It’s important to remember that everyone copes with stress differently, and what works for one person may not work for another. Coping strategies can change over time, and what worked in the past may not be effective in the present.
Understanding the difference between adaptive and maladaptive coping strategies is essential for managing stress and maintaining good mental health. By recognizing maladaptive coping patterns and finding healthier ways to manage stress, we can improve our overall well-being and lead happier, more fulfilling lives.
other articles that may interest you…
The world we live in is facing an unprecedented set of challenges. In the past few years, we’ve had to adapt to new ways of living and working, while also dealing with the emotional toll of isolation, loss, and uncertainty. Despite the many advances in...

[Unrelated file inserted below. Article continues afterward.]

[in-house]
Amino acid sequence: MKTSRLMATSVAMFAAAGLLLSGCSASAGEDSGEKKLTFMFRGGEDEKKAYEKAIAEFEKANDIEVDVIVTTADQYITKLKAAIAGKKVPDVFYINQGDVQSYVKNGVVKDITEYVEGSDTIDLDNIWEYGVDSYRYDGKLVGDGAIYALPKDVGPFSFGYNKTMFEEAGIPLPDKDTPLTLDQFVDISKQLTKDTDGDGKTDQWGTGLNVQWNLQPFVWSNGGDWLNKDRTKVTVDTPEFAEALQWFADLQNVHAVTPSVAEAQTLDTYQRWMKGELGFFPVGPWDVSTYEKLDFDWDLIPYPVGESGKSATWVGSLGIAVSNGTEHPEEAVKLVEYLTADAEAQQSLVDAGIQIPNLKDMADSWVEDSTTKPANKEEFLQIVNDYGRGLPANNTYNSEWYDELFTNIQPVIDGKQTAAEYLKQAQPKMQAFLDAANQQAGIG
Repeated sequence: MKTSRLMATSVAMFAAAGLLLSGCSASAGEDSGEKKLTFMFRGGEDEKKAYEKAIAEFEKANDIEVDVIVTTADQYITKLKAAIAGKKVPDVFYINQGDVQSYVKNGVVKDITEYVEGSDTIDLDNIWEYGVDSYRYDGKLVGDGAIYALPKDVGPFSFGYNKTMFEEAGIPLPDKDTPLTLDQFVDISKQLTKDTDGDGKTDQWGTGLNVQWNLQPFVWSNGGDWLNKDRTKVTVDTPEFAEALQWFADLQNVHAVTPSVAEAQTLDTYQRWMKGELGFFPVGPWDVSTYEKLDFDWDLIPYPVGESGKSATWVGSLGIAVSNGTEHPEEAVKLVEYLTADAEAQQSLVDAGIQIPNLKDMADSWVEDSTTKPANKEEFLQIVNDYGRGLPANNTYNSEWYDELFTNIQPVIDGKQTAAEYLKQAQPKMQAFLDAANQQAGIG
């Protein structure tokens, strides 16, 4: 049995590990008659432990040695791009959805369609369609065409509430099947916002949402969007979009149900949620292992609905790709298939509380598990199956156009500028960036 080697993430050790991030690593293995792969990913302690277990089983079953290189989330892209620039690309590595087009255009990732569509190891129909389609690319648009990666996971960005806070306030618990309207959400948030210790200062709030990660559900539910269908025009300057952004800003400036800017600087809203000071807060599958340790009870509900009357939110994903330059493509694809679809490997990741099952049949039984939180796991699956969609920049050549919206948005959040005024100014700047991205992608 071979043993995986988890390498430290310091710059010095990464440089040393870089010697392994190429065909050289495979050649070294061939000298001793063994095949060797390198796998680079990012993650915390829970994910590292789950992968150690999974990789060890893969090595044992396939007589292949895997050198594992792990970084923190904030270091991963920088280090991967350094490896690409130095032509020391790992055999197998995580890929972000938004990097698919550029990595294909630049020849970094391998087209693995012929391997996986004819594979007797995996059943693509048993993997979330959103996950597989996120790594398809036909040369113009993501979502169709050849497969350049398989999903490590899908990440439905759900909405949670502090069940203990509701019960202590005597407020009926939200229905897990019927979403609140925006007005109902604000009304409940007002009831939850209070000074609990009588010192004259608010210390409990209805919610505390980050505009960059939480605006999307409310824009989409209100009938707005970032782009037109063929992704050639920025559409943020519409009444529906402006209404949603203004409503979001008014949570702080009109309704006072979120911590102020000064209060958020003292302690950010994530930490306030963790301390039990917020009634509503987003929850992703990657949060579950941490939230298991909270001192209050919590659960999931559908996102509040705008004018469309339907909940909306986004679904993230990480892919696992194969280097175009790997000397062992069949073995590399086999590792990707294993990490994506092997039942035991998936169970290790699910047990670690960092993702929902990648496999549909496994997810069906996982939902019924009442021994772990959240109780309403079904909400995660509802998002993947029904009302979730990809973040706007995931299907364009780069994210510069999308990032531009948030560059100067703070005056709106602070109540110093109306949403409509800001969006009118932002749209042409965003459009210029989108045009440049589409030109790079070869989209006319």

Codependence is a term that is often used in reference to a specific type of dysfunctional relationship dynamic. It is a pattern of behaviour in which one person in a relationship is overly reliant on the other person, to the extent that their own well-being...
Feelings of resentment are extremely common in relationships. If left unresolved, they can be destructive and can slowly sour our relationships and cause us a tremendous amount of personal suffering.
The path forward starts here...
It can take courage to seek support when you are in need. Our experienced team of psychologists in Melbourne are ready to provide the safe space that clients need to explore their challenges and work towards lasting and meaningful change in their lives.
We aim to gather information about your goals, your history and your current challenges so we can feel confident that we’ll match you with the right Melbourne Psychologist. This matching process is what sets us apart as we strive to support our clients and our psychologists to develop meaningful and successful relationships.
Get in touch
03 9052 4365
F 03 8513 6204
Level 4, 12 Collins Street
Melbourne VIC 3000